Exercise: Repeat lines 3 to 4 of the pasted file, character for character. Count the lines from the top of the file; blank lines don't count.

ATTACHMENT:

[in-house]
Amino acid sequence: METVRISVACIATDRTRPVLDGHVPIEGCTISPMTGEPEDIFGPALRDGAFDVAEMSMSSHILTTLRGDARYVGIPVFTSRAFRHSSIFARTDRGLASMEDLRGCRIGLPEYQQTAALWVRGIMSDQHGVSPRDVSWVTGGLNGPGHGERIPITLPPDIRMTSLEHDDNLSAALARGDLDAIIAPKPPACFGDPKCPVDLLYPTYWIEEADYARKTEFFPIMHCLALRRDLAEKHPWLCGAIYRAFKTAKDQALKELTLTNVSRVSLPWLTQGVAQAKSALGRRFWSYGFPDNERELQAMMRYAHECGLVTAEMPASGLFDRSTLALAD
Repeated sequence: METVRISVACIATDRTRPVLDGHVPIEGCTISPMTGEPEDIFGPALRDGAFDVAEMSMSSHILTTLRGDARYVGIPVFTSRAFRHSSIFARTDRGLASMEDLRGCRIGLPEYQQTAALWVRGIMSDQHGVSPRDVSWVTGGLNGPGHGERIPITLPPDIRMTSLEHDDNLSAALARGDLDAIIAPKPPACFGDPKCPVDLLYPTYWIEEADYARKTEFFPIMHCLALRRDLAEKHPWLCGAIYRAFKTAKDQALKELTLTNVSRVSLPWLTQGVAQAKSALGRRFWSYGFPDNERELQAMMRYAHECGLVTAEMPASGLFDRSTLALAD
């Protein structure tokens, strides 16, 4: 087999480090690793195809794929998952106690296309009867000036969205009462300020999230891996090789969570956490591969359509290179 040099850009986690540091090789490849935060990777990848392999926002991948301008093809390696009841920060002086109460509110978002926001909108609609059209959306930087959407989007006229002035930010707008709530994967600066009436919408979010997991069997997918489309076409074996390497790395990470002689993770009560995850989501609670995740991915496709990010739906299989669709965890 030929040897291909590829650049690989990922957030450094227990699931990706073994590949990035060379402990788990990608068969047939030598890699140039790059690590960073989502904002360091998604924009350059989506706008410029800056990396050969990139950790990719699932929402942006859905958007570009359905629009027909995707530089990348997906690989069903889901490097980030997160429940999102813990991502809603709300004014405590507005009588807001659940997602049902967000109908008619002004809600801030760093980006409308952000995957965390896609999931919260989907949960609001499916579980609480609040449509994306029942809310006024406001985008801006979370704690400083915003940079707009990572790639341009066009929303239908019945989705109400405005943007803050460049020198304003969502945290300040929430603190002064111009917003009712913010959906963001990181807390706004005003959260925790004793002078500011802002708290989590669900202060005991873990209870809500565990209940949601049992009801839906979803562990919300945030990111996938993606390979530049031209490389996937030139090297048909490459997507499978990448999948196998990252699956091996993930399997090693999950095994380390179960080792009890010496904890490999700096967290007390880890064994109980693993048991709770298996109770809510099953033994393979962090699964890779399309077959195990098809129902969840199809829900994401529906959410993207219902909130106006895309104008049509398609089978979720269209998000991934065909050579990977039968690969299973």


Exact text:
Repeated sequence: METVRISVACIATDRTRPVLDGHVPIEGCTISPMTGEPEDIFGPALRDGAFDVAEMSMSSHILTTLRGDARYVGIPVFTSRAFRHSSIFARTDRGLASMEDLRGCRIGLPEYQQTAALWVRGIMSDQHGVSPRDVSWVTGGLNGPGHGERIPITLPPDIRMTSLEHDDNLSAALARGDLDAIIAPKPPACFGDPKCPVDLLYPTYWIEEADYARKTEFFPIMHCLALRRDLAEKHPWLCGAIYRAFKTAKDQALKELTLTNVSRVSLPWLTQGVAQAKSALGRRFWSYGFPDNERELQAMMRYAHECGLVTAEMPASGLFDRSTLALAD
């Protein structure tokens, strides 16, 4: 087999480090690793195809794929998952106690296309009867000036969205009462300020999230891996090789969570956490591969359509290179 040099850009986690540091090789490849935060990777990848392999926002991948301008093809390696009841920060002086109460509110978002926001909108609609059209959306930087959407989007006229002035930010707008709530994967600066009436919408979010997991069997997918489309076409074996390497790395990470002689993770009560995850989501609670995740991915496709990010739906299989669709965890 030929040897291909590829650049690989990922957030450094227990699931990706073994590949990035060379402990788990990608068969047939030598890699140039790059690590960073989502904002360091998604924009350059989506706008410029800056990396050969990139950790990719699932929402942006859905958007570009359905629009027909995707530089990348997906690989069903889901490097980030997160429940999102813990991502809603709300004014405590507005009588807001659940997602049902967000109908008619002004809600801030760093980006409308952000995957965390896609999931919260989907949960609001499916579980609480609040449509994306029942809310006024406001985008801006979370704690400083915003940079707009990572790639341009066009929303239908019945989705109400405005943007803050460049020198304003969502945290300040929430603190002064111009917003009712913010959906963001990181807390706004005003959260925790004793002078500011802002708290989590669900202060005991873990209870809500565990209940949601049992009801839906979803562990919300945030990111996938993606390979530049031209490389996937030139090297048909490459997507499978990448999948196998990252699956091996993930399997090693999950095994380390179960080792009890010496904890490999700096967290007390880890064994109980693993048991709770298996109770809510099953033994393979962090699964890779399309077959195990098809129902969840199809829900994401529906959410993207219902909130106006895309104008049509398609089978979720269209998000991934065909050579990977039968690969299973």